|Octavio Paz (Photo courtesy of El Universal)|
Sunday, May 25, 2014
When the Nobel Prize-winner Octavio Paz died in 1998, he was one of the most prominent public intellectuals in all of Latin America and certainly the most famous and celebrated one in Mexico. His work as a poet, essayist, critic, publisher and diplomat gave him remarkable access and freedom to chronicle the changes that took place in Mexico during the 20th Century. But his career was also marked by streaks of imperiousness and self-regard that alienated many fellow writers and intimidated a generation or more of Mexican writers who labored in his enormous shadow.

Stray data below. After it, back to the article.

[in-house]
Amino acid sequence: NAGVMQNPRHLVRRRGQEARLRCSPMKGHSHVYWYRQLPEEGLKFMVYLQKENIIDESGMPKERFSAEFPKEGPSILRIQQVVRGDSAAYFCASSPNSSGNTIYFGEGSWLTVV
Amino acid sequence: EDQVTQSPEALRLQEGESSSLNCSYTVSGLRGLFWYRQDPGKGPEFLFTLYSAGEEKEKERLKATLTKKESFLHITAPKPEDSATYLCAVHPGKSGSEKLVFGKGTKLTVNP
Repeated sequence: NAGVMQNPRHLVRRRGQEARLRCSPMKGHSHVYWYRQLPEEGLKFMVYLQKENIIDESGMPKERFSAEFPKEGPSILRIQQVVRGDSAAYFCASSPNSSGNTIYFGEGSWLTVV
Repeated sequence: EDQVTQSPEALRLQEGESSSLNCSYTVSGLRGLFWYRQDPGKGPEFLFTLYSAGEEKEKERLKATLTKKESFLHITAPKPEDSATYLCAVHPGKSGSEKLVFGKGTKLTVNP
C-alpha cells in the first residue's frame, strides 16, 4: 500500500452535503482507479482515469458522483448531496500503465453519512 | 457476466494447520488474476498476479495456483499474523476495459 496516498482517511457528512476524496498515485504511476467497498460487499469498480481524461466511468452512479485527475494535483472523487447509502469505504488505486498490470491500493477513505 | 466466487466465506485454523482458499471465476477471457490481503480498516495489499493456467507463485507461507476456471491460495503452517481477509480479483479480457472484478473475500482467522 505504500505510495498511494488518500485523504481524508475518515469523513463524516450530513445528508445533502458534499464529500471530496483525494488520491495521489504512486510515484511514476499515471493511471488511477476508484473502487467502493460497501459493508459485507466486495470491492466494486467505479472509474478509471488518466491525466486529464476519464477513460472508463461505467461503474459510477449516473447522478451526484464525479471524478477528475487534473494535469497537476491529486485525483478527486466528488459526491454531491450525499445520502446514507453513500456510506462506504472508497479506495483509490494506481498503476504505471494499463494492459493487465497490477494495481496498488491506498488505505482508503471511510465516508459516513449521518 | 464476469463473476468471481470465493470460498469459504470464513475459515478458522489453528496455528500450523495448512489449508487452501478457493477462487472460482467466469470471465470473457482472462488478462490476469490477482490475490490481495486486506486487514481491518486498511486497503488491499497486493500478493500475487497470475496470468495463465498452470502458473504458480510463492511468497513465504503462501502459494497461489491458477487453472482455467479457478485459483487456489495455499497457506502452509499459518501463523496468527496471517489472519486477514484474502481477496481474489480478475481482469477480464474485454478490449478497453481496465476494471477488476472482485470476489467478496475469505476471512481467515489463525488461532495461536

As we mark the centennial of Paz's birth and in order to better understand his legacy in Mexico and throughout Latin America, we spoke to Ilan Stavans, whose book, Octavio Paz: A Meditation, (University of Arizona Press, 2002) examined not only Paz's contributions to Latin American literature but the ways in which Paz served as a bridge between Latin America and the world of letters in Europe and the United States.